Tuesday, 2 July 2019

The lost chances of the Greens, part 1


In a nursing home in St. Paul, Minnesota last year, a 91-year-old Quaker named Rhoda Gilman died, and her death was barely noted -- which is a shame, because she led a fascinating life. She wrote several excellent books on American history, raised a family, ran for lieutenant governor of that state in 2002, and was one of the early leaders of the Green movement in America … and lived through one of the great and unappreciated lost chances of world history.

That’s a sweeping statement, I know, but let me explain.  

By “Green movement,” I don’t mean simply the Green Party – although she helped found that organisation – or the environmental movement. The word “environmentalist” has been applied to many things, from activist celebrities to the latest expensive eco-fad. The movement I’m thinking of has rarely been noticed by mainstream media, or else has been called many names: back-to-the-land-ism, bio-regionalism, deep ecology and many other labels. The best word for it, though, in the purely dictionary sense, would be “conservative.”

I’m referring to a diverse movement of people casting aside the stereotypes of left and right, who mostly live on homesteads and revive traditional ways of life. Most are private and stay under the radar of the internet for a reason, but I know many of them on homesteads across the USA, the UK and Ireland. Rather than take their inspirations from celebrity environmentalism, they embraced a radical traditionalism, following figures like economist  E. F. Schumacher, theologians like Ivan Illich or Father Thomas Berry, and do-it-yourselfers like John Seymour. Many were quite religious – sometimes conservative Catholics like Schumacher, Illich or Berry, some Lutheran or Mennonite, some Quakers like Gilman. And they began to appear just as the world was becoming aware, on a mass scale, of issues like pollution, climate change and consumerism. There was once a time, though, when Christians forming their own communities in the country talked to, and were sometimes the same people as, the ecologists and libertarians doing the same.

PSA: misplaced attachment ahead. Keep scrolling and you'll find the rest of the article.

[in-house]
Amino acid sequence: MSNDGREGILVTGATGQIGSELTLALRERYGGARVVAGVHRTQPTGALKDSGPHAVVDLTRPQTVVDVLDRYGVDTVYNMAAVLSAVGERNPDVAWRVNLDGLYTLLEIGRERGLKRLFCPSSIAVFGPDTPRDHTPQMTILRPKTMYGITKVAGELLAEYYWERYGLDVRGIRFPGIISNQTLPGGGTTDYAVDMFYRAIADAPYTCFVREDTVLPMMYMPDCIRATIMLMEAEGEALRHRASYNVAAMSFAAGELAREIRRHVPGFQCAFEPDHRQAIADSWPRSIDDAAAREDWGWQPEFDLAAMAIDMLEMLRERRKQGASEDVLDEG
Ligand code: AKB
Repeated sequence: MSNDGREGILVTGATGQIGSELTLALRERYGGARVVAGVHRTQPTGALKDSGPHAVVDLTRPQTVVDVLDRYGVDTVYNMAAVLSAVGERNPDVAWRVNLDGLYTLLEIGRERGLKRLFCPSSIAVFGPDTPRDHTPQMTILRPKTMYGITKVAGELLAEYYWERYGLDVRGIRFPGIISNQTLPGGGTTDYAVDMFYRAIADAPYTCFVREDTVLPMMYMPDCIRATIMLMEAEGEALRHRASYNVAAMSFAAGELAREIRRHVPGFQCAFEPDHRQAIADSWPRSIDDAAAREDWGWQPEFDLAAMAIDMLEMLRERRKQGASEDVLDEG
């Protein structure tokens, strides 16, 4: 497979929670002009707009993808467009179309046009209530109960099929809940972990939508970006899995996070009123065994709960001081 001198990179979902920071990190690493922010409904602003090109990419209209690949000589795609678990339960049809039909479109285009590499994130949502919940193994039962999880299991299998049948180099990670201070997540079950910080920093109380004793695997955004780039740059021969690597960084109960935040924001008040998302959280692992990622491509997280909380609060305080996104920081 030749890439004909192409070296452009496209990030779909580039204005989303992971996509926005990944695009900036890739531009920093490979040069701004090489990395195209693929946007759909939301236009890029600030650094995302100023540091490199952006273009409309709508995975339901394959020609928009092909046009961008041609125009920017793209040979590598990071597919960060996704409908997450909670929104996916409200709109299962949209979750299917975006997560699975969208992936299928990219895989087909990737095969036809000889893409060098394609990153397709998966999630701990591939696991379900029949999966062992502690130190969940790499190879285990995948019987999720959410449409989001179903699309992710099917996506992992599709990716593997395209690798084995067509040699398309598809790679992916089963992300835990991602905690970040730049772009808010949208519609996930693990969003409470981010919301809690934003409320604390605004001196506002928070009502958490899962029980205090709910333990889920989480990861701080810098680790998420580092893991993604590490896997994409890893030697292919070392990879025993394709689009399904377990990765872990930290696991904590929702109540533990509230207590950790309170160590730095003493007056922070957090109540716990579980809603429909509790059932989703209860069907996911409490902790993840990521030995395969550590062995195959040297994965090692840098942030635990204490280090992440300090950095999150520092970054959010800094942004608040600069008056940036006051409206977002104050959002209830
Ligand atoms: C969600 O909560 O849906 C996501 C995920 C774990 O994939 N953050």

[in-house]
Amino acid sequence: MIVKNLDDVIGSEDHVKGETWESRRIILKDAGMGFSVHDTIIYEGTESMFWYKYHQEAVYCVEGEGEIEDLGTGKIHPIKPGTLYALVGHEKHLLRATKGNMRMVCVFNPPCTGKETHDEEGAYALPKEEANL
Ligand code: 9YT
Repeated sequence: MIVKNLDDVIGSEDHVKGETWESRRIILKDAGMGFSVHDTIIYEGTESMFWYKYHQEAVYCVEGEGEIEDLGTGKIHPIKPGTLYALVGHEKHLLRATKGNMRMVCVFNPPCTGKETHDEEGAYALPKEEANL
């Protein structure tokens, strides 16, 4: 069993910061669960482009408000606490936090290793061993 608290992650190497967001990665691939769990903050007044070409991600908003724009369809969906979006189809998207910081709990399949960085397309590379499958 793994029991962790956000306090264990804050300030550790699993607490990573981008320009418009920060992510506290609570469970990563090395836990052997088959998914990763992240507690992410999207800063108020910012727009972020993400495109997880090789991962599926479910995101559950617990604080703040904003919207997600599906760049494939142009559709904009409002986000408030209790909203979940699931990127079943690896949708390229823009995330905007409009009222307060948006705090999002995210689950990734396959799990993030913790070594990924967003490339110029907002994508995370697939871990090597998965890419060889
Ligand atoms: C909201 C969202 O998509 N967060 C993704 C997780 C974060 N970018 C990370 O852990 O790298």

"I saw it as an alternative to the identity politics that were already springing up and dividing people. Women, blacks, gay people, American Indians, now Asians ... Identity politics is made to order to divide and conquer. I saw the Green Movement as bridging all of those, and responding to the basic problems ..."
-- Rhoda Gilman 


Unfortunately, all Greens were branded as “far-left,” and the growing evangelical movement of the time “far-right” – both simplistic and somewhat inaccurate labels. During a crucial window of history, when we had a chance to really avert any serious climate change and manage an orderly rearranging of civilisation  rather than a catastrophic decline, Green ideals failed to catch on among the larger and politically powerful Christian movements.